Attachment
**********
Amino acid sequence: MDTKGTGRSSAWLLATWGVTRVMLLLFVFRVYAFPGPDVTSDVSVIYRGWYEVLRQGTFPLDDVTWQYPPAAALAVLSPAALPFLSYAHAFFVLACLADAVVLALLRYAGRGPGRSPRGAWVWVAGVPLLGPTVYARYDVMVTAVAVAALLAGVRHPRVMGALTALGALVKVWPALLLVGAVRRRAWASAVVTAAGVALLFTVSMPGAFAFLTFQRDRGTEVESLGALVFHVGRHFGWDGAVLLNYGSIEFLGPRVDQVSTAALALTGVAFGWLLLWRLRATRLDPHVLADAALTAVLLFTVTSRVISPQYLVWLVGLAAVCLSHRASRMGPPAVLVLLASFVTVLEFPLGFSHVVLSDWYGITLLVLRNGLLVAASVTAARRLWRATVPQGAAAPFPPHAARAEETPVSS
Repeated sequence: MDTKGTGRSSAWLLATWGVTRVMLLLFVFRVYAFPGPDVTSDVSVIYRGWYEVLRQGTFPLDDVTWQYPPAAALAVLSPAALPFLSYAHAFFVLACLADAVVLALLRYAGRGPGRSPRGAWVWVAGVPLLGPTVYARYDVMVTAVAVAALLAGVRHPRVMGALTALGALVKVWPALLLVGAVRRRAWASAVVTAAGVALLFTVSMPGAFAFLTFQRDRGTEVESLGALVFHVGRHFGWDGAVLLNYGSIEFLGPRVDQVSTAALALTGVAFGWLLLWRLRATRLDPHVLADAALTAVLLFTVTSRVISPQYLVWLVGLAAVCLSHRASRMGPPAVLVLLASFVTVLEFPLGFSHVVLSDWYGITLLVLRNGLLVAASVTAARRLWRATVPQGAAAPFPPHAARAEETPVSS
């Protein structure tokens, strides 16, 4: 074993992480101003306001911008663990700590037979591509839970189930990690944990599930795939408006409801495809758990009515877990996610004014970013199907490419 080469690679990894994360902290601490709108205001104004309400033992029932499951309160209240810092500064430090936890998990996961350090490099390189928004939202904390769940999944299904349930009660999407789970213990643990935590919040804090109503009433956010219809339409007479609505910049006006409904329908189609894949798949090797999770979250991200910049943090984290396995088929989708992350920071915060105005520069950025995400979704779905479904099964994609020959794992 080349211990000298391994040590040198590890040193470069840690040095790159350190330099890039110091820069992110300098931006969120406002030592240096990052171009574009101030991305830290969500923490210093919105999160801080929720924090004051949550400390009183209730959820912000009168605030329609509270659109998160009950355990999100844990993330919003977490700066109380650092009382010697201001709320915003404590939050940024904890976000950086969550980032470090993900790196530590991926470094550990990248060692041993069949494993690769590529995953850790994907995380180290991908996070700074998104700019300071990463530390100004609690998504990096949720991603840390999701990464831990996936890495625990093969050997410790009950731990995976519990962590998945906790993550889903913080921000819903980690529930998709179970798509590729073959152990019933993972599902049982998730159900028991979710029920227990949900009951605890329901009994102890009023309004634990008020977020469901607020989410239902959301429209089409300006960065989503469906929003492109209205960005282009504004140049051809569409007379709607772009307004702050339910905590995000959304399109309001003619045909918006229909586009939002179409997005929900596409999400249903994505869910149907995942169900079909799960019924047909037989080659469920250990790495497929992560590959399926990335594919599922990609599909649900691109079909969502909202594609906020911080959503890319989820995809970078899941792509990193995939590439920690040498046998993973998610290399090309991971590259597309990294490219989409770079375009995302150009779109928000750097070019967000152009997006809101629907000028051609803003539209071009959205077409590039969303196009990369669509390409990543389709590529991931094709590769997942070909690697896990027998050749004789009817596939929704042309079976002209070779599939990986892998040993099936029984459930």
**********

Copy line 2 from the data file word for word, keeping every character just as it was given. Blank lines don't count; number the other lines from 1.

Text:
Repeated sequence: MDTKGTGRSSAWLLATWGVTRVMLLLFVFRVYAFPGPDVTSDVSVIYRGWYEVLRQGTFPLDDVTWQYPPAAALAVLSPAALPFLSYAHAFFVLACLADAVVLALLRYAGRGPGRSPRGAWVWVAGVPLLGPTVYARYDVMVTAVAVAALLAGVRHPRVMGALTALGALVKVWPALLLVGAVRRRAWASAVVTAAGVALLFTVSMPGAFAFLTFQRDRGTEVESLGALVFHVGRHFGWDGAVLLNYGSIEFLGPRVDQVSTAALALTGVAFGWLLLWRLRATRLDPHVLADAALTAVLLFTVTSRVISPQYLVWLVGLAAVCLSHRASRMGPPAVLVLLASFVTVLEFPLGFSHVVLSDWYGITLLVLRNGLLVAASVTAARRLWRATVPQGAAAPFPPHAARAEETPVSS